Everlasting Plants: The U.S. National Arboretum Herbarium

The botanical treasures within our preserved collection are waiting to be revealed. Help us create a virtual herbarium for the whole world to discover and enjoy.

Current status

  • 565,751 scans
  • 147 participants

  • 561,241
    • 0.8% Unusable
    • 99.2% Entered
    • 0% Validated data
    Entered 100%
  • 39
    • 0.8% Unusable
    • 99.2% Entered
    • 0% Validated data
    Validated data 0.8%
Participate in this project

Project info

About the project

Everlasting Plants is an initiative of the Herbarium of the United States National Arboretum, part of the U.S. Department of Agriculture's (USDA) Agricultural Research Service (ARS). The project aims to safeguard the priceless plant specimens cared for by the National Arboretum and make them more accessible and engaging to users around the world.

With your help transcribing the data contained within our collection, we will obtain digital versions of our specimens which can then be shared with and utilized by researchers, educators, and the general public. This project represents an exceptional opportunity to contribute to the preservation and access of a collection of truly unique plant specimens!

The United States National Arboretum Herbarium

Located in northeast Washington, D.C., the United States National Arboretum is home to a spectacular array of stately gardens, iconic landmarks, and active research fields. In addition to these treasures, and out of the public's eye, the National Arboretum also houses a world-class collection of dried, pressed plants in the form of herbarium specimens. These specimens, which are mounted on large sheets of paper and preserved in perpetuity, represent over 200 years of plant collecting from nearly every corner of the globe.

The herbarium contains about 700,000 specimens and ranks within the top 80 largest such collections in the world. Many specimens are unique to our herbarium like plants collected from cultivation and original botanical introductions from overseas. Other interesting botanical assets include state "champion" trees, extinct species, crops and crop wild relatives, novel hybrids, cherries from Thomas Jefferson's Monticello estate, and rare plants from remote parts of globe.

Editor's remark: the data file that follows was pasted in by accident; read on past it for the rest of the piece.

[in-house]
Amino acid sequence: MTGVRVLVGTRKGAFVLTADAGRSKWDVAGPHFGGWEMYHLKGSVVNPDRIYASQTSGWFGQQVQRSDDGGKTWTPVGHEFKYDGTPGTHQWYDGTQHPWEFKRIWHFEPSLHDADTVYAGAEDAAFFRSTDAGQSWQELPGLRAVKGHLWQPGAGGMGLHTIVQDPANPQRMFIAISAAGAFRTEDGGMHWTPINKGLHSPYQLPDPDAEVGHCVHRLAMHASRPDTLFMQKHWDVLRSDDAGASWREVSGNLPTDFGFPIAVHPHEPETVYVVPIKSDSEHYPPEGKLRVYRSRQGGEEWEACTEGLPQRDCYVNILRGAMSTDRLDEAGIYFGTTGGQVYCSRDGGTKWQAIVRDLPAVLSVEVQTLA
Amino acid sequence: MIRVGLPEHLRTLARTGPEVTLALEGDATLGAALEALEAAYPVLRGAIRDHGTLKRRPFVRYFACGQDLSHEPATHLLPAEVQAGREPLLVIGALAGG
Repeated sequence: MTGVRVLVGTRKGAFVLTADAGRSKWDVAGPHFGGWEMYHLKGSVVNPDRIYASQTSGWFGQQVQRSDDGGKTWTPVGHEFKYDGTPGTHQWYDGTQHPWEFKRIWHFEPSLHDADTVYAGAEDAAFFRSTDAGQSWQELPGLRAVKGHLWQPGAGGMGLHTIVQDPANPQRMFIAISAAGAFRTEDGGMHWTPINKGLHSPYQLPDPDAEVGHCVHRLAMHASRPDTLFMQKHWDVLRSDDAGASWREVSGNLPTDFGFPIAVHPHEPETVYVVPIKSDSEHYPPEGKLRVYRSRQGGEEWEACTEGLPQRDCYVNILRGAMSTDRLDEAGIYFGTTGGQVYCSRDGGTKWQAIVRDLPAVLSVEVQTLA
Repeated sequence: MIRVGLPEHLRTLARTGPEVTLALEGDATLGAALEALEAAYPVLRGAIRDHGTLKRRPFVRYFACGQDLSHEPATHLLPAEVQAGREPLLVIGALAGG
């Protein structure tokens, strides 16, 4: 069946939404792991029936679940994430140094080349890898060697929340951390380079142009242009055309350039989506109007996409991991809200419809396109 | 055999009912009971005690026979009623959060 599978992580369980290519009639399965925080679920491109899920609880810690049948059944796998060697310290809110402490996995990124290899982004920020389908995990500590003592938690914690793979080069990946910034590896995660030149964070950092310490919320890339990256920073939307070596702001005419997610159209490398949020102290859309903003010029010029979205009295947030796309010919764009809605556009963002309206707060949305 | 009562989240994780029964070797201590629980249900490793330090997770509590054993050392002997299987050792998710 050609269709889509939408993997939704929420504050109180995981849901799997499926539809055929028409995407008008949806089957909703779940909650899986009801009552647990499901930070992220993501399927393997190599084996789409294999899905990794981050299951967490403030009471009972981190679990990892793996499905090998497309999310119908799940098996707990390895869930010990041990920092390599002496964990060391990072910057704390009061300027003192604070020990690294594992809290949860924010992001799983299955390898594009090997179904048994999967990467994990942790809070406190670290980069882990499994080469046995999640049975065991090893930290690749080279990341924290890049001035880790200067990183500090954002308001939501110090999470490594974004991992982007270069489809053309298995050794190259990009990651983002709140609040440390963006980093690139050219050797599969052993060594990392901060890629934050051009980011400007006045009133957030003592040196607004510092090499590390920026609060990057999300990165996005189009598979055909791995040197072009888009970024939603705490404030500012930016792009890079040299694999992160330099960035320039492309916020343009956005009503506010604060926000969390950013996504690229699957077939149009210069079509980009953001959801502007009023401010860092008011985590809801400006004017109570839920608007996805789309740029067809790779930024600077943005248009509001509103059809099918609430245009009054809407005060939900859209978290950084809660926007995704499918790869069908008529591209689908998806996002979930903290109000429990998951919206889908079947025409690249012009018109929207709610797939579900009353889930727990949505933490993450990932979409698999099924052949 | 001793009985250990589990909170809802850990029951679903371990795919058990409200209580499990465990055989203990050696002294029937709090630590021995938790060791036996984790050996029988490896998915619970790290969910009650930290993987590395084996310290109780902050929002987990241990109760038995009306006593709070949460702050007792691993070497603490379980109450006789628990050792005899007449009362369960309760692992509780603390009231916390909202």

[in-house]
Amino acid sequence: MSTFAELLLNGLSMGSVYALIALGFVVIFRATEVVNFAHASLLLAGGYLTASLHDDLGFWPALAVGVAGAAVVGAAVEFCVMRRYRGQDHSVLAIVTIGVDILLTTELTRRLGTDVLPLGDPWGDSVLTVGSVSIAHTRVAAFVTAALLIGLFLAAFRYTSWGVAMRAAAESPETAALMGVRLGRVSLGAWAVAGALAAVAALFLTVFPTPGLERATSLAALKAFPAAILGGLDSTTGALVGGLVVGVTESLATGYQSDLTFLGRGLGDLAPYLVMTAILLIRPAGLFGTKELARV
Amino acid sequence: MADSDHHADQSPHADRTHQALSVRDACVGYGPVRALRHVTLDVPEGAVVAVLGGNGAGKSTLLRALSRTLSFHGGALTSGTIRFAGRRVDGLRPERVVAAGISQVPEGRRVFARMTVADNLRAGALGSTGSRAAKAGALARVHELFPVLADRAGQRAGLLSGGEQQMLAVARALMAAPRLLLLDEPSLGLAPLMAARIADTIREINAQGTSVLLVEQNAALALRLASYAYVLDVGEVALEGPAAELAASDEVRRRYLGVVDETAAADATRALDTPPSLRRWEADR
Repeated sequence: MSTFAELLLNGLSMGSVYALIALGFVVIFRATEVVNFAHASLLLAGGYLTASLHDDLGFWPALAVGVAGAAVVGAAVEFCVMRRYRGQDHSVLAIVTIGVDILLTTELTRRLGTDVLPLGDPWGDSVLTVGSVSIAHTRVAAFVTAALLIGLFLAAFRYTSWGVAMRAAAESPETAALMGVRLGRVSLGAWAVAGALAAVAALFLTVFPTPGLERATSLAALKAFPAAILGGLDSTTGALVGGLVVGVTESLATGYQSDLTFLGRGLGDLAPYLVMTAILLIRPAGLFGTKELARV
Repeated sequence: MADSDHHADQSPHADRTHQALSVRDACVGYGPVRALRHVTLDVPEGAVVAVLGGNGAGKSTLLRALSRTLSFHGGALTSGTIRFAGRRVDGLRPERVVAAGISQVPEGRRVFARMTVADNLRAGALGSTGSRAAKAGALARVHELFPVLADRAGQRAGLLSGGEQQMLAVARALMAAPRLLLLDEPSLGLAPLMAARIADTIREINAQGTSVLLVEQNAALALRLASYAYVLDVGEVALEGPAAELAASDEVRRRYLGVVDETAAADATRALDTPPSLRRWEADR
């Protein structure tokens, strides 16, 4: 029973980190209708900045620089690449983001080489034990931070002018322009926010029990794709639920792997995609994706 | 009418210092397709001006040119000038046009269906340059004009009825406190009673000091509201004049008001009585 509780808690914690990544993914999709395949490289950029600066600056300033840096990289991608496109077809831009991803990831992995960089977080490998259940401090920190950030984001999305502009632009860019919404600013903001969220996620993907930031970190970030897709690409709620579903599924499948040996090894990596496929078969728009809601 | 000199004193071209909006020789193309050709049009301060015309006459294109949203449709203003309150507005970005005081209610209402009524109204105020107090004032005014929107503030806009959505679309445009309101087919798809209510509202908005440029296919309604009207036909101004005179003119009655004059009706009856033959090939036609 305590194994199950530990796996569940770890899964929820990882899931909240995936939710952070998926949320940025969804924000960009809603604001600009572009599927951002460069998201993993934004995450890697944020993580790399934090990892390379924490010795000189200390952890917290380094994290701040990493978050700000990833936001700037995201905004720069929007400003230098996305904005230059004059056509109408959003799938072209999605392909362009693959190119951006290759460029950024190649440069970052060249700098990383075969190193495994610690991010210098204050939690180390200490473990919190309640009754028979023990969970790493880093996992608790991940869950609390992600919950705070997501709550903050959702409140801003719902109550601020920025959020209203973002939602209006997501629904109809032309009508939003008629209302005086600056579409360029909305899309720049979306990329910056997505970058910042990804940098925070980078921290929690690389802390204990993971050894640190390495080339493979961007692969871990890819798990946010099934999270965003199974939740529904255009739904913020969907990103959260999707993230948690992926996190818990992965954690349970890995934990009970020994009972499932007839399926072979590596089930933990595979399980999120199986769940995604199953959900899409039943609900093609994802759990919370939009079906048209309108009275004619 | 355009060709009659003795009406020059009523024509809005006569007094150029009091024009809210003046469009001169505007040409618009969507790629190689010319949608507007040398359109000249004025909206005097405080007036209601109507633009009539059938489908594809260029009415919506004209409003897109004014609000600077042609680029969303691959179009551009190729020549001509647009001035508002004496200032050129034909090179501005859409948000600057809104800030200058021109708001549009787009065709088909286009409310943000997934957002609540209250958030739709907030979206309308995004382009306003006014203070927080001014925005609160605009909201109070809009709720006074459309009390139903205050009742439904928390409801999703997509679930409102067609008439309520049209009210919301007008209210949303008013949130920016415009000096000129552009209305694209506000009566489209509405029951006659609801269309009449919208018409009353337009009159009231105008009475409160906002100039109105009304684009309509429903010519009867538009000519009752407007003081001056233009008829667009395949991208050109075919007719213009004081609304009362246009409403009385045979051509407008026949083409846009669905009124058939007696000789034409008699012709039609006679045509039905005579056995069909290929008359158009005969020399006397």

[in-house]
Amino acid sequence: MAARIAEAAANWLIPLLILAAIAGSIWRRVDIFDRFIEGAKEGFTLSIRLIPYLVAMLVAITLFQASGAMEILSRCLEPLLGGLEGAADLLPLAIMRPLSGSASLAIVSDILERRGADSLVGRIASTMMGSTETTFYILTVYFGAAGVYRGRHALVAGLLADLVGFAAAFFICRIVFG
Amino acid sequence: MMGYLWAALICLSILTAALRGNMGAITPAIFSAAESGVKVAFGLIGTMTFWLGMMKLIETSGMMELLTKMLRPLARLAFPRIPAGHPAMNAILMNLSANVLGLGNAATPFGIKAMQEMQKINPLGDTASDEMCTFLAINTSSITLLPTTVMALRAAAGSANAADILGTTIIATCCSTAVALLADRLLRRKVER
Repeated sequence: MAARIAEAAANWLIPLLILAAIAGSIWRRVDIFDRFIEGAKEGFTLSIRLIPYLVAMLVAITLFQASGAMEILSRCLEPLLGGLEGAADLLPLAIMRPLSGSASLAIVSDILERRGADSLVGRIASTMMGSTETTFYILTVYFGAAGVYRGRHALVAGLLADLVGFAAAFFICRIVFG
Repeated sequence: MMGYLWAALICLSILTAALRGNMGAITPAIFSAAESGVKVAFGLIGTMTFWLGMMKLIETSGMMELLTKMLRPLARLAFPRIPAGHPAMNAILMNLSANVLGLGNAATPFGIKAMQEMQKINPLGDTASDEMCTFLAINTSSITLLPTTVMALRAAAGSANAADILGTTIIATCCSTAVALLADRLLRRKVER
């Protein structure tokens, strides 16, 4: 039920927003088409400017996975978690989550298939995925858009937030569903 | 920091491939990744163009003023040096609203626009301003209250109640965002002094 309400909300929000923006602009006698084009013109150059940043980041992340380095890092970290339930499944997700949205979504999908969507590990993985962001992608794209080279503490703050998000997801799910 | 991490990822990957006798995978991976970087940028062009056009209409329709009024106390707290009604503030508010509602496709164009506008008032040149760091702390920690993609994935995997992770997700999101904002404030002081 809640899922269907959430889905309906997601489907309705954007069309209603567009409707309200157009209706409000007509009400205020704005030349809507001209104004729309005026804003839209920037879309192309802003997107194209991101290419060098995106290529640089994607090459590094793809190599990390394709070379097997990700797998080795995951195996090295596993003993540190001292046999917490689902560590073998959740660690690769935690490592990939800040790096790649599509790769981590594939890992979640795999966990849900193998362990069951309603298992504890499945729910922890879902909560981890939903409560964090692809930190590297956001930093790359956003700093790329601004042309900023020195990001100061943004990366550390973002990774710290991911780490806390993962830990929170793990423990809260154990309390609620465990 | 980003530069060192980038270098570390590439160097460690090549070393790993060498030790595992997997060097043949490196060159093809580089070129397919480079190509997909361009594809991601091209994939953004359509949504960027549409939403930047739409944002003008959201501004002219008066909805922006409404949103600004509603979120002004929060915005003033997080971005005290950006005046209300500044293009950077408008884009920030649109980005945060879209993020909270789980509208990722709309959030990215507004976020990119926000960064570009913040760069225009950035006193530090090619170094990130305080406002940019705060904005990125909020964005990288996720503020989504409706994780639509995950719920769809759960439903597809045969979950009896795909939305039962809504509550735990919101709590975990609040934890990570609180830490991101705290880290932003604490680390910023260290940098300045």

What is being transcribed and what is the process?

Each image will contain a pressed plant specimen along with a label attached to the sheet. The critical data contained on these labels must be transcribed into a digital format so as to make the information more readily available. Labels will often contain detailed text about the plant or where it was found, but entering the core datawho collected it, where, and when—is the first step in bringing our collection into the light.

Detailed data entry instructions can be found here, as well as on the right panel of the project's homepage.

When presented with an image of a specimen, your task will be to type what you see on the label(s) into specific fields. This data will then be validated, curated, and finally included in the National Arboretum's "virtual herbarium."

Project outcomes

Information that you transcribe is a critical component of our growing "virtual herbarium," which aims to be the digital equivalent of the physical herbarium housed at the United States National Arboretum. The data can then be organized, accessed, searched, and updated—it also supports our long-term goal of preservation. As more and more specimen labels are transcribed, they will appear in our herbarium collection portal along with an image of the sheet itself.